House prices in England & Wales rose by 0.7% in August, according to the latest house price index from LSL Property Services and Acadata.
This rise took the average price paid for a home to £282,816, up £1,876 on July and setting the eighth new peak for house prices this year.
In 2015, the largest rise in prices in a month had been a relatively modest 0.5% in both January and June, with lower rates prevailing during the intervening months.
Richard Sexton, director of e.surv chartered surveyors, said: “House price growth now firmly has the bit between its teeth, and August witnessed the strongest monthly boost for a year. Average property values across England and Wales have jumped 0.7% (equal to £1,876) since July, which is the biggest monthly increase seen since August 2014. So far in 2015, monthly price rises had struggled to break above the 0.5%, so this clearly marks a step up in pace, as a shortfall of summer sellers puts buyers in hot contention for properties.
“August’s monthly surge takes house prices to their eighth peak this year, with the typical home value in England and Wales now standing at £282,816. This means that compared to last year, average property prices have climbed £11,225. More importantly, all ten regions of England and Wales are showing annual increases in house prices – the last region to experience a year-on-year fall in property values was Wales in July 2013.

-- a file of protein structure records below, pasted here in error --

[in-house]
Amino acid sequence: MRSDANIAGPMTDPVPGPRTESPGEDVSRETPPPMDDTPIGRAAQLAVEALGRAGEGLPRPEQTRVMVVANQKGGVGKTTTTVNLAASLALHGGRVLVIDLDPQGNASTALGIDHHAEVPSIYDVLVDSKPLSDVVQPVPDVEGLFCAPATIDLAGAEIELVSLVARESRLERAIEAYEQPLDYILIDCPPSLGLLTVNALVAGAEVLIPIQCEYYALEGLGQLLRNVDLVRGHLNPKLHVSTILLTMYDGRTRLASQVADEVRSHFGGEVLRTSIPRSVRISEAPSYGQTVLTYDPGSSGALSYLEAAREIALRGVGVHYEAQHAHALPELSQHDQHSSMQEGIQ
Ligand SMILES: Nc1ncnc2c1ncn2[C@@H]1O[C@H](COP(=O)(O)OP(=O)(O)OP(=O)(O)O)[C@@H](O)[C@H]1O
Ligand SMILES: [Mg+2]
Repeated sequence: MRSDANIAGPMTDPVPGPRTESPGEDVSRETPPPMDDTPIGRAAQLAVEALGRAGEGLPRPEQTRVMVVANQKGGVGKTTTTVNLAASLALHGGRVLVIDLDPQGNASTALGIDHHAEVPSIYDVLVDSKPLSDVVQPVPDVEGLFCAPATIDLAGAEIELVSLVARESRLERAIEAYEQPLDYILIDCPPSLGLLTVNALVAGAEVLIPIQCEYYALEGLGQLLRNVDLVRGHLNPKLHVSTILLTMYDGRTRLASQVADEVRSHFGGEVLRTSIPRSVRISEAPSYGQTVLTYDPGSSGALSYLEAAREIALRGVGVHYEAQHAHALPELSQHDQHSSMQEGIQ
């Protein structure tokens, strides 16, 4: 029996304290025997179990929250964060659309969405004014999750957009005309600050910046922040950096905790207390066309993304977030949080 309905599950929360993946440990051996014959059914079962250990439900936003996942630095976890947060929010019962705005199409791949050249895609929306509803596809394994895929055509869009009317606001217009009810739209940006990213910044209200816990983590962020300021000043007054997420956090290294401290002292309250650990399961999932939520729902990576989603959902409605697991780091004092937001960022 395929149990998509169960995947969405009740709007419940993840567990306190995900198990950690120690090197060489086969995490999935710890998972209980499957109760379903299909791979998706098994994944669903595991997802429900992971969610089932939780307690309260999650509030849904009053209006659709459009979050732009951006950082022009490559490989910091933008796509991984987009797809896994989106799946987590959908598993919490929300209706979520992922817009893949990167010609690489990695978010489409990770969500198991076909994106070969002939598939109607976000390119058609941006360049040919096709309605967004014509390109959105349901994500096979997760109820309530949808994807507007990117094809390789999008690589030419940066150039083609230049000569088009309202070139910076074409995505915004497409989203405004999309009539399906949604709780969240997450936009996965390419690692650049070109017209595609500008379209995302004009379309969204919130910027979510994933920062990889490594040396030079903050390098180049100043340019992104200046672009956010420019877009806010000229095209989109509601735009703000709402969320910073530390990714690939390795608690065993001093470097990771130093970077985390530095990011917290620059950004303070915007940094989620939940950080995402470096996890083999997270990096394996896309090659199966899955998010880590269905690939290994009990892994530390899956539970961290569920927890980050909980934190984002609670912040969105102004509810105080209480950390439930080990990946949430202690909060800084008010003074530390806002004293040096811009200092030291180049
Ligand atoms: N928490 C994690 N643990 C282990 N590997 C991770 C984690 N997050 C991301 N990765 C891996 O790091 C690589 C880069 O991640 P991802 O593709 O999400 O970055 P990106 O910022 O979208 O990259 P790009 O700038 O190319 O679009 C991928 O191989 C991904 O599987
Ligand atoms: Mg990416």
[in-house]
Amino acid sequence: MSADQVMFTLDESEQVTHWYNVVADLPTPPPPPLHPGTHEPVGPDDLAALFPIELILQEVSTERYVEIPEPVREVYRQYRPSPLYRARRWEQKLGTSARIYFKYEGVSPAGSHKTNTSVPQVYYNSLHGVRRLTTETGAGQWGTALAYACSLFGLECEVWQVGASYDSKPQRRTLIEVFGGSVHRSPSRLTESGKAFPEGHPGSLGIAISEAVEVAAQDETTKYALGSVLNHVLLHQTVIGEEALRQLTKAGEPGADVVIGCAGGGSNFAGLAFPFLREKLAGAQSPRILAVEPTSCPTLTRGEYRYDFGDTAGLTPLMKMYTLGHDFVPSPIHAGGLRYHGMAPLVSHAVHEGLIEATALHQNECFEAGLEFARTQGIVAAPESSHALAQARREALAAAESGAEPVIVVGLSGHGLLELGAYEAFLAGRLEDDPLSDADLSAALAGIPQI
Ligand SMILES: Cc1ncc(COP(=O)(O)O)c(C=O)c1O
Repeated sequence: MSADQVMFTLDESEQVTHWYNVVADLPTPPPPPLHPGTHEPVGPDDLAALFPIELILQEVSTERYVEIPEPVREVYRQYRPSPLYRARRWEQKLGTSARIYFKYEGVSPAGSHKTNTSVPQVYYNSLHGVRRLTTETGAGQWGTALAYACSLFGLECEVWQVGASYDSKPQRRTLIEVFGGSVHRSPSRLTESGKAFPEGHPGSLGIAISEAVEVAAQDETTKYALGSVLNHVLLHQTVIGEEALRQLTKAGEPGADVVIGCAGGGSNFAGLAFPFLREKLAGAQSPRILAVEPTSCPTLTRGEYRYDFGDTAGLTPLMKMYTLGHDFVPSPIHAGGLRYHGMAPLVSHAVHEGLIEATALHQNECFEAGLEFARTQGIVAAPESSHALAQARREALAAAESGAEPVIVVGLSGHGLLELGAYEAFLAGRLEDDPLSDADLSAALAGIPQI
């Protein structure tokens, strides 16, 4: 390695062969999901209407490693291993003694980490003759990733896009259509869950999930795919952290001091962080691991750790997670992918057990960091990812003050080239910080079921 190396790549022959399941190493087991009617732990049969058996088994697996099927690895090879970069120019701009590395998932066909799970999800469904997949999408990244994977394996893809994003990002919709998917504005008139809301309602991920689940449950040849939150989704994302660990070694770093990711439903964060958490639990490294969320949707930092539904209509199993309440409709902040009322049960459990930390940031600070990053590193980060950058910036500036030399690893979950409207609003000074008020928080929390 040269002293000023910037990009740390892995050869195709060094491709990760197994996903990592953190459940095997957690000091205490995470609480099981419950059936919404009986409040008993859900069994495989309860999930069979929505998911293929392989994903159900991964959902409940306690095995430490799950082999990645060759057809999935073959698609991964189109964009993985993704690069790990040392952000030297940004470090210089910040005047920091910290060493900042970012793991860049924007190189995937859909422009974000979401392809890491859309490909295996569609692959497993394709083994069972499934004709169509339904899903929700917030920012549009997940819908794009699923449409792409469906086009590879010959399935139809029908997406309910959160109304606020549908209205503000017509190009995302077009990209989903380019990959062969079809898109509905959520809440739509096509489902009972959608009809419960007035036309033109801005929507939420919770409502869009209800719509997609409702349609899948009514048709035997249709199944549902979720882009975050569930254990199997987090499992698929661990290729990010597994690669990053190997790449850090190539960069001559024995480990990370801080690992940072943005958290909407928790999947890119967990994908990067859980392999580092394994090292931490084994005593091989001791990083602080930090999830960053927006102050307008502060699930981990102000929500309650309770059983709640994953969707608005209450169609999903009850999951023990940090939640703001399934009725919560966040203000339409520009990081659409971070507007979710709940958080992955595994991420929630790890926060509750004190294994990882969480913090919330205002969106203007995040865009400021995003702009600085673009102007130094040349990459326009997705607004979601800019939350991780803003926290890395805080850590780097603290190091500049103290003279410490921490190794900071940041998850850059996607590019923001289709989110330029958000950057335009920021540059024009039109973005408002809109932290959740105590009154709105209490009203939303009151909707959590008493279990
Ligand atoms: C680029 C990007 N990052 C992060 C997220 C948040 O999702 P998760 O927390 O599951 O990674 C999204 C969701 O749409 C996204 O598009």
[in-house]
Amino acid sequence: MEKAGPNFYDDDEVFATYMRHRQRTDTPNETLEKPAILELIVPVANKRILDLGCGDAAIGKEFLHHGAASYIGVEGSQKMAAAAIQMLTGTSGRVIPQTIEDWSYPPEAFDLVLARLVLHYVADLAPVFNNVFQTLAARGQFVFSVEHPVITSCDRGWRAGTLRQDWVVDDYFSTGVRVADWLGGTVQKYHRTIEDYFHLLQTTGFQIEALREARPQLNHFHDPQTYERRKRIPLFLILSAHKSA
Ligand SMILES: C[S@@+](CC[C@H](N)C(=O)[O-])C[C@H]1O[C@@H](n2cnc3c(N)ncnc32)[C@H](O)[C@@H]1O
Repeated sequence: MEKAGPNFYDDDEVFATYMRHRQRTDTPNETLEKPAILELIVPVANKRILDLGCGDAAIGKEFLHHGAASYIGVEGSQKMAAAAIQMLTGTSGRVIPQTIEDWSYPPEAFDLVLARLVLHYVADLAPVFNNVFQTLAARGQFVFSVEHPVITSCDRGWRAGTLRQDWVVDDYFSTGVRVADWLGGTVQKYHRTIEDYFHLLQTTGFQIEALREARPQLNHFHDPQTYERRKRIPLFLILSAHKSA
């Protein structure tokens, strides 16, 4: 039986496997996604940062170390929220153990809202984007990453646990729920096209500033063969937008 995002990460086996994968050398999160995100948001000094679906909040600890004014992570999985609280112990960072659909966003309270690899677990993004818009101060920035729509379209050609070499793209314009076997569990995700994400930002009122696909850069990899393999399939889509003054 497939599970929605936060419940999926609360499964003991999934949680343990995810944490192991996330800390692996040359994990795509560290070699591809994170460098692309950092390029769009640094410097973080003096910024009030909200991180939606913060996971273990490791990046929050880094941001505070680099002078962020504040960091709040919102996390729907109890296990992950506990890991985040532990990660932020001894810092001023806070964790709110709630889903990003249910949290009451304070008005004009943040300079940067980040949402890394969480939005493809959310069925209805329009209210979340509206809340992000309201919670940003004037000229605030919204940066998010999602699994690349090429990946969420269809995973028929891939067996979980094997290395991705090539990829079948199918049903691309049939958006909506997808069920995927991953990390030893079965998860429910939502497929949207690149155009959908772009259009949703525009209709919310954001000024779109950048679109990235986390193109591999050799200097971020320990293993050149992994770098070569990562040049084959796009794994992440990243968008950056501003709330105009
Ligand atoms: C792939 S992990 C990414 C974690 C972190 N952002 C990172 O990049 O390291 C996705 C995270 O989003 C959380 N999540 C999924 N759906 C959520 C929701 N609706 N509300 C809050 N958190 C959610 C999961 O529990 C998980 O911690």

“Home sales across England and Wales reached 76,700 in August, down 14% on July levels. This should be taken with a pinch a salt – July was an exceptionally strong month for transactions, and activity in August can be seen as balancing this out. But August is also the first time in 2015 to date that property sales have fallen below their equivalent month in 2013. In the three months to July 2015, property sales have dropped 3% year-on-year. Across all of England and Wales, the North is the only region where activity has increased over the period, with home sales up 3% during May to July 2015 compared to the same three months in 2014.
“The largest fall in activity has been in East Anglia, with total property sales down 9%, and sales of flats 15% lower year-on- year from May to July. At the same time, this region has experienced the highest house price growth of any region, at 5.9% in July 2015. This dichotomy suggests it’s not demand that is the problem, but supply. The lack of properties coming onto the market here is intensifying competition and heating up price rises, above temperatures we’re seeing elsewhere.”